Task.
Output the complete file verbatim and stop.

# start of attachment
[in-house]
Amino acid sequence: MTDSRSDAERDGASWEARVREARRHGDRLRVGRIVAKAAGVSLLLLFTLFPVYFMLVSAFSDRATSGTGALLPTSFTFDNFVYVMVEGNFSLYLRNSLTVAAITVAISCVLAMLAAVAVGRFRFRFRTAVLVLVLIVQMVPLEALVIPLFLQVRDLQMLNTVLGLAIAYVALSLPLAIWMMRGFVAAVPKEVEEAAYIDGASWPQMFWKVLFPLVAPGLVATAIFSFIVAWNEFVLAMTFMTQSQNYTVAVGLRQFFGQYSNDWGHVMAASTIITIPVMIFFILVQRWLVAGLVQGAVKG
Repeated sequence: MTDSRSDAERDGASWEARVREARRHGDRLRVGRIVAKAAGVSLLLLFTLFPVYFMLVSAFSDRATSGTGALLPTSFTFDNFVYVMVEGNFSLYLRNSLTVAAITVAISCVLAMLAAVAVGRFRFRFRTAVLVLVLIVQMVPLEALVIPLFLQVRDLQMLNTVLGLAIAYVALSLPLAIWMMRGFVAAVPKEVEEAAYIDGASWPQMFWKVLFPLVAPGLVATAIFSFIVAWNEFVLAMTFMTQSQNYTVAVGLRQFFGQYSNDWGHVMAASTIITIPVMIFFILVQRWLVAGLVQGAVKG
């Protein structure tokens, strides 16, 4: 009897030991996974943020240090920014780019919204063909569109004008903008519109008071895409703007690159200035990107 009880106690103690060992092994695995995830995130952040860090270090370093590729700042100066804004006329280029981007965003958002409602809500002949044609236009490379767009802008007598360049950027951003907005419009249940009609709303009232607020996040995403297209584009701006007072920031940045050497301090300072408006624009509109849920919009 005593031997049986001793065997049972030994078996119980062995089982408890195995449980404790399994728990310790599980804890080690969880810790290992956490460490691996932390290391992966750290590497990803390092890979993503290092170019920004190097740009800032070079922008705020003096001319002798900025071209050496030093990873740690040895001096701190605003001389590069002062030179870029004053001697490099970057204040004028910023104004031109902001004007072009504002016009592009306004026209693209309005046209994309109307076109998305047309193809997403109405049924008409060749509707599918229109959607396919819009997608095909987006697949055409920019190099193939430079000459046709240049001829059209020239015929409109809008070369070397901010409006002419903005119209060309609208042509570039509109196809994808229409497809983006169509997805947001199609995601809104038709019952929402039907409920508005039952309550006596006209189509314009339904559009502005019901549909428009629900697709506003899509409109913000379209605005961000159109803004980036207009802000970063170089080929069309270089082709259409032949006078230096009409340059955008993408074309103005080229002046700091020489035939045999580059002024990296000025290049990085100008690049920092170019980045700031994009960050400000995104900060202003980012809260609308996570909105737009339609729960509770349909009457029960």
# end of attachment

[in-house]
Amino acid sequence: MTDSRSDAERDGASWEARVREARRHGDRLRVGRIVAKAAGVSLLLLFTLFPVYFMLVSAFSDRATSGTGALLPTSFTFDNFVYVMVEGNFSLYLRNSLTVAAITVAISCVLAMLAAVAVGRFRFRFRTAVLVLVLIVQMVPLEALVIPLFLQVRDLQMLNTVLGLAIAYVALSLPLAIWMMRGFVAAVPKEVEEAAYIDGASWPQMFWKVLFPLVAPGLVATAIFSFIVAWNEFVLAMTFMTQSQNYTVAVGLRQFFGQYSNDWGHVMAASTIITIPVMIFFILVQRWLVAGLVQGAVKG
Repeated sequence: MTDSRSDAERDGASWEARVREARRHGDRLRVGRIVAKAAGVSLLLLFTLFPVYFMLVSAFSDRATSGTGALLPTSFTFDNFVYVMVEGNFSLYLRNSLTVAAITVAISCVLAMLAAVAVGRFRFRFRTAVLVLVLIVQMVPLEALVIPLFLQVRDLQMLNTVLGLAIAYVALSLPLAIWMMRGFVAAVPKEVEEAAYIDGASWPQMFWKVLFPLVAPGLVATAIFSFIVAWNEFVLAMTFMTQSQNYTVAVGLRQFFGQYSNDWGHVMAASTIITIPVMIFFILVQRWLVAGLVQGAVKG
């Protein structure tokens, strides 16, 4: 009897030991996974943020240090920014780019919204063909569109004008903008519109008071895409703007690159200035990107 009880106690103690060992092994695995995830995130952040860090270090370093590729700042100066804004006329280029981007965003958002409602809500002949044609236009490379767009802008007598360049950027951003907005419009249940009609709303009232607020996040995403297209584009701006007072920031940045050497301090300072408006624009509109849920919009 005593031997049986001793065997049972030994078996119980062995089982408890195995449980404790399994728990310790599980804890080690969880810790290992956490460490691996932390290391992966750290590497990803390092890979993503290092170019920004190097740009800032070079922008705020003096001319002798900025071209050496030093990873740690040895001096701190605003001389590069002062030179870029004053001697490099970057204040004028910023104004031109902001004007072009504002016009592009306004026209693209309005046209994309109307076109998305047309193809997403109405049924008409060749509707599918229109959607396919819009997608095909987006697949055409920019190099193939430079000459046709240049001829059209020239015929409109809008070369070397901010409006002419903005119209060309609208042509570039509109196809994808229409497809983006169509997805947001199609995601809104038709019952929402039907409920508005039952309550006596006209189509314009339904559009502005019901549909428009629900697709506003899509409109913000379209605005961000159109803004980036207009802000970063170089080929069309270089082709259409032949006078230096009409340059955008993408074309103005080229002046700091020489035939045999580059002024990296000025290049990085100008690049920092170019980045700031994009960050400000995104900060202003980012809260609308996570909105737009339609729960509770349909009457029960």